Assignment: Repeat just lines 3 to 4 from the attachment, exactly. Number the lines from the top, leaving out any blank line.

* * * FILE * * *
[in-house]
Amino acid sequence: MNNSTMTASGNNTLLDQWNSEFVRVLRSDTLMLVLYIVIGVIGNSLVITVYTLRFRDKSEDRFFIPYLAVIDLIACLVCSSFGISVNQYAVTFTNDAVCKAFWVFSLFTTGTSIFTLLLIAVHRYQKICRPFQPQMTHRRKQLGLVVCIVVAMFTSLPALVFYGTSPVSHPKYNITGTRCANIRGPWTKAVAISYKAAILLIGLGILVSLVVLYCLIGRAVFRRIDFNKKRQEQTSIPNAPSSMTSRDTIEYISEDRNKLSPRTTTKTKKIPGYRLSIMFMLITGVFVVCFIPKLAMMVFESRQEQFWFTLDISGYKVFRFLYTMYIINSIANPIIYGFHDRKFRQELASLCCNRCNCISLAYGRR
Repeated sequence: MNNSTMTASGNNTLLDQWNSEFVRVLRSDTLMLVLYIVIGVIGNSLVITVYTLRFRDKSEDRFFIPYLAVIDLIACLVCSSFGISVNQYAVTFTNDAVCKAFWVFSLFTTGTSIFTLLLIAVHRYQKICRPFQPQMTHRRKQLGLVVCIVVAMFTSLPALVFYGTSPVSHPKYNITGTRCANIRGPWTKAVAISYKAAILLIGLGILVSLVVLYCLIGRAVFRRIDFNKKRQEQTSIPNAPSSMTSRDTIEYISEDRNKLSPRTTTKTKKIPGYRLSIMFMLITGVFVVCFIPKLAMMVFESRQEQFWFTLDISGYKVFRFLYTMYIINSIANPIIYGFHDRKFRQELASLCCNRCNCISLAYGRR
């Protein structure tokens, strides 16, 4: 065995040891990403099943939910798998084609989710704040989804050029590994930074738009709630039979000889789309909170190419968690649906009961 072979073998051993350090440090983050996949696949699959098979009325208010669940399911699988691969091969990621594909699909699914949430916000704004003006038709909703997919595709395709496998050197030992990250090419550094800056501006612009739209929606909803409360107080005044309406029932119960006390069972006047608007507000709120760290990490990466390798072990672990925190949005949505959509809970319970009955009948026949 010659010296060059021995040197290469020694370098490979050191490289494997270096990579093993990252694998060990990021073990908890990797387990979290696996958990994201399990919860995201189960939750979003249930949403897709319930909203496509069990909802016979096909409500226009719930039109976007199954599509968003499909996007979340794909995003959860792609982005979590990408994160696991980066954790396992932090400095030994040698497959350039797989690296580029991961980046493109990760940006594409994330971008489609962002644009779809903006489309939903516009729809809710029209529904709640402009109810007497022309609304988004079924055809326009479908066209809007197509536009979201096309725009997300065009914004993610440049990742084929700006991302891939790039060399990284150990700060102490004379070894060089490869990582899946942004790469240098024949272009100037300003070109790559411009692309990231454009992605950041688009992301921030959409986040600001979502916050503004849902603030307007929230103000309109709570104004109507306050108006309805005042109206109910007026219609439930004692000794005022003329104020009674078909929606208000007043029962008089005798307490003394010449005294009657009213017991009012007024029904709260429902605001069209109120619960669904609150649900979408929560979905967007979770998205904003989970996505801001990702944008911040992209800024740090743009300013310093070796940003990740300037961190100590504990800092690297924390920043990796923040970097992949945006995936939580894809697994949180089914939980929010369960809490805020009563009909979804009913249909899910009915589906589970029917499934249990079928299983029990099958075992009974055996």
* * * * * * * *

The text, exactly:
Repeated sequence: MNNSTMTASGNNTLLDQWNSEFVRVLRSDTLMLVLYIVIGVIGNSLVITVYTLRFRDKSEDRFFIPYLAVIDLIACLVCSSFGISVNQYAVTFTNDAVCKAFWVFSLFTTGTSIFTLLLIAVHRYQKICRPFQPQMTHRRKQLGLVVCIVVAMFTSLPALVFYGTSPVSHPKYNITGTRCANIRGPWTKAVAISYKAAILLIGLGILVSLVVLYCLIGRAVFRRIDFNKKRQEQTSIPNAPSSMTSRDTIEYISEDRNKLSPRTTTKTKKIPGYRLSIMFMLITGVFVVCFIPKLAMMVFESRQEQFWFTLDISGYKVFRFLYTMYIINSIANPIIYGFHDRKFRQELASLCCNRCNCISLAYGRR
């Protein structure tokens, strides 16, 4: 065995040891990403099943939910798998084609989710704040989804050029590994930074738009709630039979000889789309909170190419968690649906009961 072979073998051993350090440090983050996949696949699959098979009325208010669940399911699988691969091969990621594909699909699914949430916000704004003006038709909703997919595709395709496998050197030992990250090419550094800056501006612009739209929606909803409360107080005044309406029932119960006390069972006047608007507000709120760290990490990466390798072990672990925190949005949505959509809970319970009955009948026949 010659010296060059021995040197290469020694370098490979050191490289494997270096990579093993990252694998060990990021073990908890990797387990979290696996958990994201399990919860995201189960939750979003249930949403897709319930909203496509069990909802016979096909409500226009719930039109976007199954599509968003499909996007979340794909995003959860792609982005979590990408994160696991980066954790396992932090400095030994040698497959350039797989690296580029991961980046493109990760940006594409994330971008489609962002644009779809903006489309939903516009729809809710029209529904709640402009109810007497022309609304988004079924055809326009479908066209809007197509536009979201096309725009997300065009914004993610440049990742084929700006991302891939790039060399990284150990700060102490004379070894060089490869990582899946942004790469240098024949272009100037300003070109790559411009692309990231454009992605950041688009992301921030959409986040600001979502916050503004849902603030307007929230103000309109709570104004109507306050108006309805005042109206109910007026219609439930004692000794005022003329104020009674078909929606208000007043029962008089005798307490003394010449005294009657009213017991009012007024029904709260429902605001069209109120619960669904609150649900979408929560979905967007979770998205904003989970996505801001990702944008911040992209800024740090743009300013310093070796940003990740300037961190100590504990800092690297924390920043990796923040970097992949945006995936939580894809697994949180089914939980929010369960809490805020009563009909979804009913249909899910009915589906589970029917499934249990079928299983029990099958075992009974055996």